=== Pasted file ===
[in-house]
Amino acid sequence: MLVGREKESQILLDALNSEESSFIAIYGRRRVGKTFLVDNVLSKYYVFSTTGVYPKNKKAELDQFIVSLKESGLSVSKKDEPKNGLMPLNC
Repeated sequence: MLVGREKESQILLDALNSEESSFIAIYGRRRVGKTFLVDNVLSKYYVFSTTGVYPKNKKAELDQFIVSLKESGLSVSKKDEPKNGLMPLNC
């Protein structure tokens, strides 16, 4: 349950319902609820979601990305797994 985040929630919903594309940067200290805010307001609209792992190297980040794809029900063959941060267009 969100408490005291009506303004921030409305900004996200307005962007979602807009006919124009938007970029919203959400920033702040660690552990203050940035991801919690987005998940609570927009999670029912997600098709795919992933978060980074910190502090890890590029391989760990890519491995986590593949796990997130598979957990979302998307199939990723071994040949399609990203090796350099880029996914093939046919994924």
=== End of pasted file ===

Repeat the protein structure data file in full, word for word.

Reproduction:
[in-house]
Amino acid sequence: MLVGREKESQILLDALNSEESSFIAIYGRRRVGKTFLVDNVLSKYYVFSTTGVYPKNKKAELDQFIVSLKESGLSVSKKDEPKNGLMPLNC
Repeated sequence: MLVGREKESQILLDALNSEESSFIAIYGRRRVGKTFLVDNVLSKYYVFSTTGVYPKNKKAELDQFIVSLKESGLSVSKKDEPKNGLMPLNC
């Protein structure tokens, strides 16, 4: 349950319902609820979601990305797994 985040929630919903594309940067200290805010307001609209792992190297980040794809029900063959941060267009 969100408490005291009506303004921030409305900004996200307005962007979602807009006919124009938007970029919203959400920033702040660690552990203050940035991801919690987005998940609570927009999670029912997600098709795919992933978060980074910190502090890890590029391989760990890519491995986590593949796990997130598979957990979302998307199939990723071994040949399609990203090796350099880029996914093939046919994924």